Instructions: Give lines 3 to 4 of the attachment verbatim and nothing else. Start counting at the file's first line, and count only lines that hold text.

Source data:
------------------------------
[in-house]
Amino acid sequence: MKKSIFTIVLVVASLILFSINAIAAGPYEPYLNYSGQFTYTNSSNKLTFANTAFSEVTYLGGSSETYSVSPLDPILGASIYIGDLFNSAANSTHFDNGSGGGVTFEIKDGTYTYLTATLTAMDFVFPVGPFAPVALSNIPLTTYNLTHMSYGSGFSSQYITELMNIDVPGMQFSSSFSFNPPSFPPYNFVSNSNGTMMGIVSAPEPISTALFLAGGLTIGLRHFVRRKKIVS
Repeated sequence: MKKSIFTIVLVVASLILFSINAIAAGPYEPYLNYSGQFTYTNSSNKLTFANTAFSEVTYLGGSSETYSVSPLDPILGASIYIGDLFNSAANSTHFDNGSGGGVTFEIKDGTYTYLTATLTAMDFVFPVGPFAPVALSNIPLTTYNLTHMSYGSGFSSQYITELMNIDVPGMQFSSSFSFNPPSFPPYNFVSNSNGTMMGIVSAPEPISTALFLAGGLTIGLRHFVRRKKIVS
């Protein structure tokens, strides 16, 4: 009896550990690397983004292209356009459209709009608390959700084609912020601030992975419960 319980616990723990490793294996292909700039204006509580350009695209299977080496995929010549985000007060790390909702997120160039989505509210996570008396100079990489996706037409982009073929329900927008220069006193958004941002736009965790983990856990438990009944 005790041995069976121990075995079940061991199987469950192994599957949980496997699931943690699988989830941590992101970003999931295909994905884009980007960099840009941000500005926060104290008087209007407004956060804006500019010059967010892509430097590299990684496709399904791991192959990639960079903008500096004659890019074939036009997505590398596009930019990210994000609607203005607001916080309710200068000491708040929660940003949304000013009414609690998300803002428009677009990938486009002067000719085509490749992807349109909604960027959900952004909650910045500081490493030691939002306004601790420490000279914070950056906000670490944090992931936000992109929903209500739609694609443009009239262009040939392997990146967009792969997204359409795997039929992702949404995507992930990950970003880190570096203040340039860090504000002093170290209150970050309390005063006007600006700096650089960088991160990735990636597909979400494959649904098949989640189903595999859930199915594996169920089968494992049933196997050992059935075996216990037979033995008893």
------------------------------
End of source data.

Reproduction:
Repeated sequence: MKKSIFTIVLVVASLILFSINAIAAGPYEPYLNYSGQFTYTNSSNKLTFANTAFSEVTYLGGSSETYSVSPLDPILGASIYIGDLFNSAANSTHFDNGSGGGVTFEIKDGTYTYLTATLTAMDFVFPVGPFAPVALSNIPLTTYNLTHMSYGSGFSSQYITELMNIDVPGMQFSSSFSFNPPSFPPYNFVSNSNGTMMGIVSAPEPISTALFLAGGLTIGLRHFVRRKKIVS
């Protein structure tokens, strides 16, 4: 009896550990690397983004292209356009459209709009608390959700084609912020601030992975419960 319980616990723990490793294996292909700039204006509580350009695209299977080496995929010549985000007060790390909702997120160039989505509210996570008396100079990489996706037409982009073929329900927008220069006193958004941002736009965790983990856990438990009944 005790041995069976121990075995079940061991199987469950192994599957949980496997699931943690699988989830941590992101970003999931295909994905884009980007960099840009941000500005926060104290008087209007407004956060804006500019010059967010892509430097590299990684496709399904791991192959990639960079903008500096004659890019074939036009997505590398596009930019990210994000609607203005607001916080309710200068000491708040929660940003949304000013009414609690998300803002428009677009990938486009002067000719085509490749992807349109909604960027959900952004909650910045500081490493030691939002306004601790420490000279914070950056906000670490944090992931936000992109929903209500739609694609443009009239262009040939392997990146967009792969997204359409795997039929992702949404995507992930990950970003880190570096203040340039860090504000002093170290209150970050309390005063006007600006700096650089960088991160990735990636597909979400494959649904098949989640189903595999859930199915594996169920089968494992049933196997050992059935075996216990037979033995008893």